Sunday, September 18, 2011
Book Review of East Wind by Julie Ellis
Author Name: Julie Ellis
Publisher: Arbor House New York
Type of book: Adult, China, 1902-1948, melodramatic, Jewish, Israel
Year it was published: 1983
From the author of Glorious Morning, a saga that sweeps through two world wars, set against the backdrops of Hong Kong, England and America, about a proud, beautiful young woman who is caught up in the ageless struggle between reckless passion and staunch commitment-and who makes a life for herself in which she can have both. Sent to live with her aunt and uncle in Hong Kong after the untimely death of her parents, Constance Levy meets a brilliant, complex young man who leads her into the deep recesses of her heart, where she must come face-to-face with her own abiding faith as a Jew. After a tragic misunderstanding tears the lovers apart, she builds a family of her own, silently enduring loneliness and anger...and emerges to embrace her one true love, as well as her faith. A story of a woman's search for self-fulfillment, woven into a special time, an exotic place.
Although in some ways Constance was an admirable woman, to me her story seemed a little Mary Sue like. As mentioned, I didn't feel a lot of chemistry or liking between her and Sam. I also had a difficult time believing that so many men had fallen in love with her: (In his own way, Elliot, David Field, Sam, possibly the Japanese colonel?) I also felt hurt that the author didn't detail the Jewish marriage between Sam and Constance, when author constantly reminded everyone of how much she couldn't live without Sam, etc. In honesty I liked Sam, but kind of wish that she'd explore his personality deeper, or that he at least could have had a bigger role, towards the end in particular.
I think the theme is that being Jewish is more than just religion and superficial trivialities, and its important to preserve and celebrate the heritage. Also, Israel is very important to Judaism.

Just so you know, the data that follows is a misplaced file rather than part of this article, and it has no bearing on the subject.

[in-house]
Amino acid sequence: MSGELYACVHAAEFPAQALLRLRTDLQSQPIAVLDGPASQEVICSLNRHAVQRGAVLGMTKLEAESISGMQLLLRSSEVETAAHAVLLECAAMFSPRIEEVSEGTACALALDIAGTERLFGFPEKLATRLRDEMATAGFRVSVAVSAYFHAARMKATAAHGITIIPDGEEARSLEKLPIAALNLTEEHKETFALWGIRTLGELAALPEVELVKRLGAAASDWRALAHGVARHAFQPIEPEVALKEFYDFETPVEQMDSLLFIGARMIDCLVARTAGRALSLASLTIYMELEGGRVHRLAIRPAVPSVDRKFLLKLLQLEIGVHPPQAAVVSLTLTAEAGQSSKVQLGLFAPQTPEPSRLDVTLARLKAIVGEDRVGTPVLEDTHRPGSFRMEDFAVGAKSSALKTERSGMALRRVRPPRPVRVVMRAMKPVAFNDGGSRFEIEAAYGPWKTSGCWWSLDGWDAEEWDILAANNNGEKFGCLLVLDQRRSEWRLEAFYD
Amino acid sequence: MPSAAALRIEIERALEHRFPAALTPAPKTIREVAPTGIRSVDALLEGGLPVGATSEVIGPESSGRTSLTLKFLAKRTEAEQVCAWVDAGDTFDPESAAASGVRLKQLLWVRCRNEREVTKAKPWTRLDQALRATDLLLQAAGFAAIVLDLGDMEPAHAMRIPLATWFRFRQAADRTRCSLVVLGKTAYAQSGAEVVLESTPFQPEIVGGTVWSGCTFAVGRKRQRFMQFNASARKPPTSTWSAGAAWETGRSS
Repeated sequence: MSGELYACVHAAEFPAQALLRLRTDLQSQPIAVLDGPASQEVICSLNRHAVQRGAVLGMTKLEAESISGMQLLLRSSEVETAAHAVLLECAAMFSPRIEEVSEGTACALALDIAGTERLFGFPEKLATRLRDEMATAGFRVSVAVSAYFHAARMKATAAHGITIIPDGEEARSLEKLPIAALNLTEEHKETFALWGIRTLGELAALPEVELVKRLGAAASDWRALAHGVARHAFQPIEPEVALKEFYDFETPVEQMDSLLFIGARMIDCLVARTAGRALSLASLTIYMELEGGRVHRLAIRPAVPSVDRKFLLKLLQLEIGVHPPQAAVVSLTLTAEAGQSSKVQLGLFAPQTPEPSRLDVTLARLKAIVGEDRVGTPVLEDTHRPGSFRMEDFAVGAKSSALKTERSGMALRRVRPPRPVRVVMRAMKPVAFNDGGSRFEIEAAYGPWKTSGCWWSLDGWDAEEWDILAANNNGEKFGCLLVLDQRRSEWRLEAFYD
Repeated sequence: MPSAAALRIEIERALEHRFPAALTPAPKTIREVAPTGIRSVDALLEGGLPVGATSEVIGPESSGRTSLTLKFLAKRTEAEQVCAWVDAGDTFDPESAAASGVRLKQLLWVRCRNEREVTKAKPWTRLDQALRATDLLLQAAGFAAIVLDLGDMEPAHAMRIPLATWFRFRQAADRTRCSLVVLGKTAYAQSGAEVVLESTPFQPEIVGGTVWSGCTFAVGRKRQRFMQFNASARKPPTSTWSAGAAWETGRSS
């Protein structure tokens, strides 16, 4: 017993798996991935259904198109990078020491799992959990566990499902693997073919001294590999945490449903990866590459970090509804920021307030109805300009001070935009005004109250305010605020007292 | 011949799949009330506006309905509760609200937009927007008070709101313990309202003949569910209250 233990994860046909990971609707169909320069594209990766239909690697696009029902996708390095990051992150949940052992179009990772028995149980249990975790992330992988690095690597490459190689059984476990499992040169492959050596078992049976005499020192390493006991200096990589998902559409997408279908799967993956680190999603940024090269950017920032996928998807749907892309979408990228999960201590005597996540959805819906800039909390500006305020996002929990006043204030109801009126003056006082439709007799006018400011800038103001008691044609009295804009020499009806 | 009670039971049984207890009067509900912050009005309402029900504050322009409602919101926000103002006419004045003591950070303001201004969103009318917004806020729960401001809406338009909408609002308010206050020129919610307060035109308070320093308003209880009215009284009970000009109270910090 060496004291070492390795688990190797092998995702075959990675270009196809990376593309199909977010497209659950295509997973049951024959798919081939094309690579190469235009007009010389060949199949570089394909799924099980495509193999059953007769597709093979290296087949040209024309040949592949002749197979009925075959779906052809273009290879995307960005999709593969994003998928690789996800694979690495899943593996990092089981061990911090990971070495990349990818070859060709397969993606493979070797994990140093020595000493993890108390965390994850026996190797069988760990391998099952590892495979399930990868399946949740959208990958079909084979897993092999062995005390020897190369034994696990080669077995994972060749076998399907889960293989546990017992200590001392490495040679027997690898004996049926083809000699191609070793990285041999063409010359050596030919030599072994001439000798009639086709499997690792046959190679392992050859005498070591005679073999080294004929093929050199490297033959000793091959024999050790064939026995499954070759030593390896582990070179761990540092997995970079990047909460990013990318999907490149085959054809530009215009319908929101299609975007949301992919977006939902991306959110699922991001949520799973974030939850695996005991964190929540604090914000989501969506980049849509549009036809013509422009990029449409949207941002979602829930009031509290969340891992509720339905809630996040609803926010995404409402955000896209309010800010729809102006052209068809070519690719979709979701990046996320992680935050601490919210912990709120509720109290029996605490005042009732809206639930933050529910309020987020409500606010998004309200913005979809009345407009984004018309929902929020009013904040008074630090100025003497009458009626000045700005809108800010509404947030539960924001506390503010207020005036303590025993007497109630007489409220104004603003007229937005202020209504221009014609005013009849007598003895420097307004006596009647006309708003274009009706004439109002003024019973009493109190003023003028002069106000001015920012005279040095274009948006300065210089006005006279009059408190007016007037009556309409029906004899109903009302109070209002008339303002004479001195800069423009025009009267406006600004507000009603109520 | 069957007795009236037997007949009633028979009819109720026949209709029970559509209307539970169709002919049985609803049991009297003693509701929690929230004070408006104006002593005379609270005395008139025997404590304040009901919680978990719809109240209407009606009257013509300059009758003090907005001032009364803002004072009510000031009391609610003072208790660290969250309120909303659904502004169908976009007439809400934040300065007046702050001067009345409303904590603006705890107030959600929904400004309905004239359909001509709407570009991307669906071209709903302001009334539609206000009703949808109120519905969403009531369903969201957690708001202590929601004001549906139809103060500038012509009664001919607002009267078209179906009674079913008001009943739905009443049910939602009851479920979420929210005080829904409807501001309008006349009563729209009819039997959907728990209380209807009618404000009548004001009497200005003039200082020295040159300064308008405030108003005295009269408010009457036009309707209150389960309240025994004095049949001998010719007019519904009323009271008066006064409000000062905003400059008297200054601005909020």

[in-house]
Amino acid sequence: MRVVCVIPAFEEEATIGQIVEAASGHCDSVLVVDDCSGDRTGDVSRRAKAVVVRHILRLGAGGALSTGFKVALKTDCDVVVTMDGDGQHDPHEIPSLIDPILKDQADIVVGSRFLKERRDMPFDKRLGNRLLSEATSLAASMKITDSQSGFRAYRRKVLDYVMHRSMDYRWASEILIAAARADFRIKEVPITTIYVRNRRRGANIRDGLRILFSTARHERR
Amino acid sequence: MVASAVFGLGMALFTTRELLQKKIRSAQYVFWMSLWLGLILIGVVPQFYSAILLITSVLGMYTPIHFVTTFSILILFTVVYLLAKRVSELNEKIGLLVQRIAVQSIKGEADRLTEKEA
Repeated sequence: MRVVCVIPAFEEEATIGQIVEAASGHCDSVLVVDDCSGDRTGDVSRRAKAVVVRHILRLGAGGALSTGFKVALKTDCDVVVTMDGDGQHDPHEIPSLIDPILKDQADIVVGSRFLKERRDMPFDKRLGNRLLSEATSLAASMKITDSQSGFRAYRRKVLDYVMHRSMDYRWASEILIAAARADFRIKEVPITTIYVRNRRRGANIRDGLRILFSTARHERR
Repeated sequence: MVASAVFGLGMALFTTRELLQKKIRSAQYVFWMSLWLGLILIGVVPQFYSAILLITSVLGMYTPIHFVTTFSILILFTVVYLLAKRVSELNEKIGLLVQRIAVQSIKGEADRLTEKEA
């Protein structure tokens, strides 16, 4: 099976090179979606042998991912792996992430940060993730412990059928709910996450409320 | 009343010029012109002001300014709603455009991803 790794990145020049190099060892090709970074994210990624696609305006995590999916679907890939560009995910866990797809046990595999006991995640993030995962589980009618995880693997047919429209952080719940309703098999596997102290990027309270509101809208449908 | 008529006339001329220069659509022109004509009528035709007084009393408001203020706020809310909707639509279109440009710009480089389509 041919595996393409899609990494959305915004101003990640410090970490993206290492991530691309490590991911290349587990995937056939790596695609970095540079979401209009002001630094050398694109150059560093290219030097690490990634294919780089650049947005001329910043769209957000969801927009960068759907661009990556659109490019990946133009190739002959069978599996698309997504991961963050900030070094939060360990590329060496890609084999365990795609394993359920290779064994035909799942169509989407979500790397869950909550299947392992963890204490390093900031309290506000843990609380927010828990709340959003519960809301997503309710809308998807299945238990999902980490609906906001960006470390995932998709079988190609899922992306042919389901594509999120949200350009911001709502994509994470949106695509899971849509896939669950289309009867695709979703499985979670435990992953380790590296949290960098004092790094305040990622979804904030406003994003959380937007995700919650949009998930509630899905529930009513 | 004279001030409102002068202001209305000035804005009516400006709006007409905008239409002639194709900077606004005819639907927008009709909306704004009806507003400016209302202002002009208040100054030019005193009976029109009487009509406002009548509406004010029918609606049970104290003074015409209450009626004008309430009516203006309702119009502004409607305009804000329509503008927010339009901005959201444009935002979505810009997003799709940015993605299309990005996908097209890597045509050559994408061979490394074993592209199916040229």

It was told in third person point of view, in some cases it was omniscient, as in we get to see inside Sam's head, and in many instances it was limited. I also feel that the author doesn't spend enough time in different time periods, and a lot of it is skipped, especially towards the middle years from 1920s up to the World War II. The historical sections tend to be dry and aren't woven in, in a right way.
Julie Ellis is the author of, among others, Glorious Morning, published by Arbor House, and The Hampton Heritage and The Hampton Women. She makes her home in New York City. (She died in 2006)
I only read this book because I heard that the love interest is from Kaifeng China. (Located in Henan Province.) Thus I thought that the male protagonist would, *ahem* look Asian. Although the love interest was born in Kaifeng and all, he appears to be more Caucasian than Asian. "At twenty Sam was tall and slender, with tawny hair, lightly tanned skin, hazel eyes, and sharp features. Born Samuel Shih- the clan name bestowed on his family by the Chinese centuries ago-he had Anglicized his name at the urging of Mr. Franks, his sponsor since he had been brought from Kaifeng, the beautiful ancient capital of Hunan Province." (page 17 from East Wind.) By 20th century, I have high doubts that Kaifeng Jews with Sam's description existed. Unfortunately that was not the only one thing that irked me. Another thing that irked me are the incorrect names bestowed upon Asian servants. Sakota sounds more Japanese than Chinese, and Japanese language does not have an "L" sound! I also found the chemistry between Sam and Constance hard to digest. If perhaps the author wrote more of their meetings it might have been easier, but right away they are declared to be in love. Also, for one reason or another, this book made me think of Cynthia Freeman's Portraits, maybe the opposite effect because it seemed that in Portraits the family lost its Jewishness, while in this one the characters preserved it.
3 out of 5
(0: Stay away unless a masochist 1: Good for insomnia 2: Horrible but readable; 3: Readable and quickly forgettable, 4: Good, enjoyable 5: Buy it, keep it and never let it go.)